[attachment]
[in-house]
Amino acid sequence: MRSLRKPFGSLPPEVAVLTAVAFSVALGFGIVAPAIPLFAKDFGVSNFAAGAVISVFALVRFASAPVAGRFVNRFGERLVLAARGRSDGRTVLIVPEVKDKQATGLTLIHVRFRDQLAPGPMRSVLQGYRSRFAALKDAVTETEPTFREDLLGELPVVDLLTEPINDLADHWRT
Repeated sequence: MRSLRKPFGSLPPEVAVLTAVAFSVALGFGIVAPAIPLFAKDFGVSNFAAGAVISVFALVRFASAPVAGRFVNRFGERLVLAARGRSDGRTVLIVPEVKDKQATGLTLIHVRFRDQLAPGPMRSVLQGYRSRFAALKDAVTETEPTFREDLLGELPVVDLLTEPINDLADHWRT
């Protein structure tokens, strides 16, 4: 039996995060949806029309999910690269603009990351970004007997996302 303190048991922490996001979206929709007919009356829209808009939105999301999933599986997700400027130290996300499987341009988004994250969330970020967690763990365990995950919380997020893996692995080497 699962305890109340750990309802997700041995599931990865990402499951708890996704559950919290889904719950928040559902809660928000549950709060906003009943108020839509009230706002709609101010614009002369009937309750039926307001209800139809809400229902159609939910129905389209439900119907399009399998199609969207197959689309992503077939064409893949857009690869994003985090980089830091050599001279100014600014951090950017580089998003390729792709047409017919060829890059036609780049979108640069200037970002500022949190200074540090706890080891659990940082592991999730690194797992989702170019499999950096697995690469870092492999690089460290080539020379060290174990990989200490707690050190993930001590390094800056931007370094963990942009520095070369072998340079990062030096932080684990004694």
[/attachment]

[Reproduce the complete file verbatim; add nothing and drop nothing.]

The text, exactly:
[in-house]
Amino acid sequence: MRSLRKPFGSLPPEVAVLTAVAFSVALGFGIVAPAIPLFAKDFGVSNFAAGAVISVFALVRFASAPVAGRFVNRFGERLVLAARGRSDGRTVLIVPEVKDKQATGLTLIHVRFRDQLAPGPMRSVLQGYRSRFAALKDAVTETEPTFREDLLGELPVVDLLTEPINDLADHWRT
Repeated sequence: MRSLRKPFGSLPPEVAVLTAVAFSVALGFGIVAPAIPLFAKDFGVSNFAAGAVISVFALVRFASAPVAGRFVNRFGERLVLAARGRSDGRTVLIVPEVKDKQATGLTLIHVRFRDQLAPGPMRSVLQGYRSRFAALKDAVTETEPTFREDLLGELPVVDLLTEPINDLADHWRT
């Protein structure tokens, strides 16, 4: 039996995060949806029309999910690269603009990351970004007997996302 303190048991922490996001979206929709007919009356829209808009939105999301999933599986997700400027130290996300499987341009988004994250969330970020967690763990365990995950919380997020893996692995080497 699962305890109340750990309802997700041995599931990865990402499951708890996704559950919290889904719950928040559902809660928000549950709060906003009943108020839509009230706002709609101010614009002369009937309750039926307001209800139809809400229902159609939910129905389209439900119907399009399998199609969207197959689309992503077939064409893949857009690869994003985090980089830091050599001279100014600014951090950017580089998003390729792709047409017919060829890059036609780049979108640069200037970002500022949190200074540090706890080891659990940082592991999730690194797992989702170019499999950096697995690469870092492999690089460290080539020379060290174990990989200490707690050190993930001590390094800056931007370094963990942009520095070369072998340079990062030096932080684990004694």